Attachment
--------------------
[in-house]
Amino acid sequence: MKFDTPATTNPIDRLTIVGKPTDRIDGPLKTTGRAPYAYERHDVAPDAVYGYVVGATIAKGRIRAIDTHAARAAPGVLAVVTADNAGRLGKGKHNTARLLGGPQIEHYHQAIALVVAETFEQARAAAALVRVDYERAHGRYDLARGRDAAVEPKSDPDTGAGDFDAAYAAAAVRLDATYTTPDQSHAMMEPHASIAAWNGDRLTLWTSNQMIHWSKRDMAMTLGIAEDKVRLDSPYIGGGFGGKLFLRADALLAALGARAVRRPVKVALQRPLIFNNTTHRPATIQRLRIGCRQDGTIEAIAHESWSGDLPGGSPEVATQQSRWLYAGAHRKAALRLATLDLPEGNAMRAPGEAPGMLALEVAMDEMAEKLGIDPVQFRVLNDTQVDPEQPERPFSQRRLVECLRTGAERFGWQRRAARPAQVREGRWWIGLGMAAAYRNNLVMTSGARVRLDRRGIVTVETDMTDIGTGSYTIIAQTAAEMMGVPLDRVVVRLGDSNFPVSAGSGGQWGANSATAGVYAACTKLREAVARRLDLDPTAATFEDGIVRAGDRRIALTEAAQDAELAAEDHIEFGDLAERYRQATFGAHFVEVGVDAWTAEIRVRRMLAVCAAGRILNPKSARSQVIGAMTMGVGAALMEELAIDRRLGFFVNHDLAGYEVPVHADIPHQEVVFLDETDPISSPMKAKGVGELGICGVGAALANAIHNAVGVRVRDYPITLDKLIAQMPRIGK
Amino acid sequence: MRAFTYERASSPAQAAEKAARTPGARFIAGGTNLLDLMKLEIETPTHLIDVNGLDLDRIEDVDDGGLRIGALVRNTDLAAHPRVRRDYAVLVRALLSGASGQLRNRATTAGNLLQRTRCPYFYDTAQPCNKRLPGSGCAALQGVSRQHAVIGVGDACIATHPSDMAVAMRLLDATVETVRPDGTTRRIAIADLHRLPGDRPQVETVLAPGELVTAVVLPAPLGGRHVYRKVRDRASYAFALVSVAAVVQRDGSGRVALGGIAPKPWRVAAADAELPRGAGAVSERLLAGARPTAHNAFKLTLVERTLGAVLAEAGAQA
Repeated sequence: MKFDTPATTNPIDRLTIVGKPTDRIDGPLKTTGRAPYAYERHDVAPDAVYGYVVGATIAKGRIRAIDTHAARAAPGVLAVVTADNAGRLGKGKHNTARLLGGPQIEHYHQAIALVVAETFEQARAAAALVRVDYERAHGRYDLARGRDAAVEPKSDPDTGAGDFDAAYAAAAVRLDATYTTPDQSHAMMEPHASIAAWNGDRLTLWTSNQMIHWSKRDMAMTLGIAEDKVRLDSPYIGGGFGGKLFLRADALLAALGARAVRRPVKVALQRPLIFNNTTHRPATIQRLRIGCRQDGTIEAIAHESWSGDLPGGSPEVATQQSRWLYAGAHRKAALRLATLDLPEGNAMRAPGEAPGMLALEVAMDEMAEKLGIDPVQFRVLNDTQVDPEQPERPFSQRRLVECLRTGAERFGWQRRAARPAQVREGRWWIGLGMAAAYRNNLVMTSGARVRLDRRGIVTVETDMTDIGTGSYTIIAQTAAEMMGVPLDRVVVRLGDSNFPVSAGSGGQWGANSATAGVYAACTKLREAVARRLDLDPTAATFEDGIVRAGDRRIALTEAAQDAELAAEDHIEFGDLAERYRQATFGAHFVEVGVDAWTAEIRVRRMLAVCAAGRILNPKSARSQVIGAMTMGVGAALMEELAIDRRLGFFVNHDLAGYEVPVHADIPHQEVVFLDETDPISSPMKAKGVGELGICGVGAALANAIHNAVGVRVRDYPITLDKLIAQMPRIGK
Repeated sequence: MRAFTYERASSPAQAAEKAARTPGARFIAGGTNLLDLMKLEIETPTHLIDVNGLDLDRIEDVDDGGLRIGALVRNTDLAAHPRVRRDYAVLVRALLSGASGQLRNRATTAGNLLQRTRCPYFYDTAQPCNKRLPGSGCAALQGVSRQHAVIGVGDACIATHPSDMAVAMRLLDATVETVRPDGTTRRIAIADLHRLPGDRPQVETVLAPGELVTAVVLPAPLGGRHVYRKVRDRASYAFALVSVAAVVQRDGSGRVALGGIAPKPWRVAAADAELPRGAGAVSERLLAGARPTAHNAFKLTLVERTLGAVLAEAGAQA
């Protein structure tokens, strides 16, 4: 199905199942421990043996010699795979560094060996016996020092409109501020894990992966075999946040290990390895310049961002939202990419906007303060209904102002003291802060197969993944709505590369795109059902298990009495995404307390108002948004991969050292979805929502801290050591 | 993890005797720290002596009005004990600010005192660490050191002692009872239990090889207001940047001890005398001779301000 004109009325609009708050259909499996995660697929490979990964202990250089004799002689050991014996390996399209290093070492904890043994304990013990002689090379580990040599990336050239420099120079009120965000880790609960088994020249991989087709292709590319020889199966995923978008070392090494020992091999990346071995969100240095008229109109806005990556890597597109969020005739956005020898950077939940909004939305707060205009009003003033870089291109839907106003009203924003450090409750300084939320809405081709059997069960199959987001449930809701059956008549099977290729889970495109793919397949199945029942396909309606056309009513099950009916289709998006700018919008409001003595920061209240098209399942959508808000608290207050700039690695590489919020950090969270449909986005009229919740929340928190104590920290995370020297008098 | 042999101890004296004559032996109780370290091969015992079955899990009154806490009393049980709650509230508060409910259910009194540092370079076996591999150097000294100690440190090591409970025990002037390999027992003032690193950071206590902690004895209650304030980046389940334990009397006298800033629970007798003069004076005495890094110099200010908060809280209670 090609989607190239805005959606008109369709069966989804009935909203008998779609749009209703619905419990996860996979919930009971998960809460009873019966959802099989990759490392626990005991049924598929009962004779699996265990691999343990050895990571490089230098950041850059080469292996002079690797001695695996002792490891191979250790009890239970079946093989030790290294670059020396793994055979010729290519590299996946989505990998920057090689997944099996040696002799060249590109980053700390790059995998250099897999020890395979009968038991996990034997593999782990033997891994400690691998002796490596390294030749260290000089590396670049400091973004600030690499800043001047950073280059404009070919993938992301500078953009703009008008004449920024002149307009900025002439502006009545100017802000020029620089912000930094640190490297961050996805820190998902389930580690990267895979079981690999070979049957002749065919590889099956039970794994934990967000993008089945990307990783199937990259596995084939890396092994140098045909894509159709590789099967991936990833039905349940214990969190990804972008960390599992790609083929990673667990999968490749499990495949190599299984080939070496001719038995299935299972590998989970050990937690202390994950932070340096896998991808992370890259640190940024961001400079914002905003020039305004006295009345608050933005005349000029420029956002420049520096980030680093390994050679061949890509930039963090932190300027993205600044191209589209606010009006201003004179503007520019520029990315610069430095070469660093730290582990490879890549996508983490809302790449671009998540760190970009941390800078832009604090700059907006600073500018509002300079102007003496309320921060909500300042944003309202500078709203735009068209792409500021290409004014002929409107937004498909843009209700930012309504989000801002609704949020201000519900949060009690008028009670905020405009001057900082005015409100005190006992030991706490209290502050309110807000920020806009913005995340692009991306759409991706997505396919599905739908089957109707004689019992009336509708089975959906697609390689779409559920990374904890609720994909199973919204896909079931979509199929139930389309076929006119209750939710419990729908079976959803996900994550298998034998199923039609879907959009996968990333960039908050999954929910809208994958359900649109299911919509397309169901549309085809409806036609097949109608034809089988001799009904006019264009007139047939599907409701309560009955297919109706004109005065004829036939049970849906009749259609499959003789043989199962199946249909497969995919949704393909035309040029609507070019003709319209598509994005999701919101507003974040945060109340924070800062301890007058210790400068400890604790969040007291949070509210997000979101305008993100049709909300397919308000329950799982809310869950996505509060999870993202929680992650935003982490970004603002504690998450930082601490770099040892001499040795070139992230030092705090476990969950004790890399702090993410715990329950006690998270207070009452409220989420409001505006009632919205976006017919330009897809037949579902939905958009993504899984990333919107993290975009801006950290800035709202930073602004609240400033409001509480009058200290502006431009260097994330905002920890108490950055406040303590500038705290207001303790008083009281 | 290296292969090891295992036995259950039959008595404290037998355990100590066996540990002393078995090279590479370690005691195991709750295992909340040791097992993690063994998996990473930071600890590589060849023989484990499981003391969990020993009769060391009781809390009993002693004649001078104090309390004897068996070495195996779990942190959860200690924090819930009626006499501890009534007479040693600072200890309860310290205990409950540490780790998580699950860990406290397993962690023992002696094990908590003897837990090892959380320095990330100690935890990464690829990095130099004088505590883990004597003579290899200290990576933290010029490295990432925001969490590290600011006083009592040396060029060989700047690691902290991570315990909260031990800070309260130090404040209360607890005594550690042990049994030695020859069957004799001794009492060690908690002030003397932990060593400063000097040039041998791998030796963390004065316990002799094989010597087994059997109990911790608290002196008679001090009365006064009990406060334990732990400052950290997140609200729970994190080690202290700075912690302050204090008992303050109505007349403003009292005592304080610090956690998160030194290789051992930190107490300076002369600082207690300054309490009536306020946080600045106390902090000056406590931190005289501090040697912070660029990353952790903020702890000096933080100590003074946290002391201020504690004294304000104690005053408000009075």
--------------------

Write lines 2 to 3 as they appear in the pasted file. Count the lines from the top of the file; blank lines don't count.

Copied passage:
Amino acid sequence: MKFDTPATTNPIDRLTIVGKPTDRIDGPLKTTGRAPYAYERHDVAPDAVYGYVVGATIAKGRIRAIDTHAARAAPGVLAVVTADNAGRLGKGKHNTARLLGGPQIEHYHQAIALVVAETFEQARAAAALVRVDYERAHGRYDLARGRDAAVEPKSDPDTGAGDFDAAYAAAAVRLDATYTTPDQSHAMMEPHASIAAWNGDRLTLWTSNQMIHWSKRDMAMTLGIAEDKVRLDSPYIGGGFGGKLFLRADALLAALGARAVRRPVKVALQRPLIFNNTTHRPATIQRLRIGCRQDGTIEAIAHESWSGDLPGGSPEVATQQSRWLYAGAHRKAALRLATLDLPEGNAMRAPGEAPGMLALEVAMDEMAEKLGIDPVQFRVLNDTQVDPEQPERPFSQRRLVECLRTGAERFGWQRRAARPAQVREGRWWIGLGMAAAYRNNLVMTSGARVRLDRRGIVTVETDMTDIGTGSYTIIAQTAAEMMGVPLDRVVVRLGDSNFPVSAGSGGQWGANSATAGVYAACTKLREAVARRLDLDPTAATFEDGIVRAGDRRIALTEAAQDAELAAEDHIEFGDLAERYRQATFGAHFVEVGVDAWTAEIRVRRMLAVCAAGRILNPKSARSQVIGAMTMGVGAALMEELAIDRRLGFFVNHDLAGYEVPVHADIPHQEVVFLDETDPISSPMKAKGVGELGICGVGAALANAIHNAVGVRVRDYPITLDKLIAQMPRIGK
Amino acid sequence: MRAFTYERASSPAQAAEKAARTPGARFIAGGTNLLDLMKLEIETPTHLIDVNGLDLDRIEDVDDGGLRIGALVRNTDLAAHPRVRRDYAVLVRALLSGASGQLRNRATTAGNLLQRTRCPYFYDTAQPCNKRLPGSGCAALQGVSRQHAVIGVGDACIATHPSDMAVAMRLLDATVETVRPDGTTRRIAIADLHRLPGDRPQVETVLAPGELVTAVVLPAPLGGRHVYRKVRDRASYAFALVSVAAVVQRDGSGRVALGGIAPKPWRVAAADAELPRGAGAVSERLLAGARPTAHNAFKLTLVERTLGAVLAEAGAQA